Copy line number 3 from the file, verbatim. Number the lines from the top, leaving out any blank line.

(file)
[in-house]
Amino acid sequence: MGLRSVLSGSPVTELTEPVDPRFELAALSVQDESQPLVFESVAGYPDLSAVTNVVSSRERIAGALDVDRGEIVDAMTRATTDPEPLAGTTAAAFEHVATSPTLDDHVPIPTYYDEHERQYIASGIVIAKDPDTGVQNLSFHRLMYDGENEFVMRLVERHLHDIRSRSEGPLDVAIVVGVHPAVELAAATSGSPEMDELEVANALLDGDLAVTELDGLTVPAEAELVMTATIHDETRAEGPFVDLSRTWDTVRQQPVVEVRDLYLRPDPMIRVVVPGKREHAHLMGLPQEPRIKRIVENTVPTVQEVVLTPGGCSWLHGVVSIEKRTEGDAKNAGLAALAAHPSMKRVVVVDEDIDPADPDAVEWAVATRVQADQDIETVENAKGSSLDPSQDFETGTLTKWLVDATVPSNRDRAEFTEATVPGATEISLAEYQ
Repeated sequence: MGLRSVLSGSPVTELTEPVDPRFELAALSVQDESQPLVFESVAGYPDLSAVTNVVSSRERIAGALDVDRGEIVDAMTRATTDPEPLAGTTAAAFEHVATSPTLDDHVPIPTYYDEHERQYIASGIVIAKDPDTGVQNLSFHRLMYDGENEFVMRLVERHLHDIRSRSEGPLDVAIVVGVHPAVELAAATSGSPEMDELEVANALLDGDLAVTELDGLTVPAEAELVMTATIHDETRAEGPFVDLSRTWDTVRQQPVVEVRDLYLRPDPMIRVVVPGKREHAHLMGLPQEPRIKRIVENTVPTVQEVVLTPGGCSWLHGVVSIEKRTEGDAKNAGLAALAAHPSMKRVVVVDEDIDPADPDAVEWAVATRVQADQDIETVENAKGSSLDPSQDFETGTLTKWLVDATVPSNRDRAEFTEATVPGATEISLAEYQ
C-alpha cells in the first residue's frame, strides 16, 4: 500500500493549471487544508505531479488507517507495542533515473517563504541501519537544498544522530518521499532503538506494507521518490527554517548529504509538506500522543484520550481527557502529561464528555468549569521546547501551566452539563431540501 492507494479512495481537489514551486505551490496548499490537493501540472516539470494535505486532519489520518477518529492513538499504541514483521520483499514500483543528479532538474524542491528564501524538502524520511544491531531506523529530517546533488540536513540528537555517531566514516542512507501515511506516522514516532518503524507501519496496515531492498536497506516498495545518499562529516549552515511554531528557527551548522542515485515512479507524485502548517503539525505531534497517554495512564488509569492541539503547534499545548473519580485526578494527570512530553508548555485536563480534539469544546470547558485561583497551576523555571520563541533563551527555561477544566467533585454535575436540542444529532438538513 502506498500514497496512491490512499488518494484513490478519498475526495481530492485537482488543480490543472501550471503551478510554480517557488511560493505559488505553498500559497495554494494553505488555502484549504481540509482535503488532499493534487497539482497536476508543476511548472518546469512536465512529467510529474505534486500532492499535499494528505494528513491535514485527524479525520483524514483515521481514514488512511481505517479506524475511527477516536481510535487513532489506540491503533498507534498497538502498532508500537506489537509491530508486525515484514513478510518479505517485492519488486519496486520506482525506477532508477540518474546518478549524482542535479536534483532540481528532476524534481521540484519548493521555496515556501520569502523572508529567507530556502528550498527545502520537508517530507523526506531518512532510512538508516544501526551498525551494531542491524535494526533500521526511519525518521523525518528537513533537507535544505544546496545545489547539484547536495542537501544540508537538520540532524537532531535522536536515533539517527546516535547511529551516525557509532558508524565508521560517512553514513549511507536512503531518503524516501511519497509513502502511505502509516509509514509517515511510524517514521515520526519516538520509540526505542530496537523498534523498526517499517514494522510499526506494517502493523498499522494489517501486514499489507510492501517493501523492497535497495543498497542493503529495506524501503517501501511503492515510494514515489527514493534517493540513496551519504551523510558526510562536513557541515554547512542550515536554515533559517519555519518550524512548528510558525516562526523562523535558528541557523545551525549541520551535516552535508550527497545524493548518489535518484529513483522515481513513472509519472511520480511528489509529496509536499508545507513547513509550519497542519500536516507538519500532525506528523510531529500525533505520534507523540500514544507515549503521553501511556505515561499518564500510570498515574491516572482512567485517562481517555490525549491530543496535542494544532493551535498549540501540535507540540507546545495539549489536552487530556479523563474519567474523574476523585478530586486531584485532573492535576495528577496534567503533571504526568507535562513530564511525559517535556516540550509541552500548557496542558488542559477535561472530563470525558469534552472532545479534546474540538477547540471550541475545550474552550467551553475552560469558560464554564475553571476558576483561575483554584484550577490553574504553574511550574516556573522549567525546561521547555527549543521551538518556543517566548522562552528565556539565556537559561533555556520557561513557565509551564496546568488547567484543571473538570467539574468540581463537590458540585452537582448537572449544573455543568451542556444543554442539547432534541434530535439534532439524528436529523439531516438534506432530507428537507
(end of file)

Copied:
Repeated sequence: MGLRSVLSGSPVTELTEPVDPRFELAALSVQDESQPLVFESVAGYPDLSAVTNVVSSRERIAGALDVDRGEIVDAMTRATTDPEPLAGTTAAAFEHVATSPTLDDHVPIPTYYDEHERQYIASGIVIAKDPDTGVQNLSFHRLMYDGENEFVMRLVERHLHDIRSRSEGPLDVAIVVGVHPAVELAAATSGSPEMDELEVANALLDGDLAVTELDGLTVPAEAELVMTATIHDETRAEGPFVDLSRTWDTVRQQPVVEVRDLYLRPDPMIRVVVPGKREHAHLMGLPQEPRIKRIVENTVPTVQEVVLTPGGCSWLHGVVSIEKRTEGDAKNAGLAALAAHPSMKRVVVVDEDIDPADPDAVEWAVATRVQADQDIETVENAKGSSLDPSQDFETGTLTKWLVDATVPSNRDRAEFTEATVPGATEISLAEYQ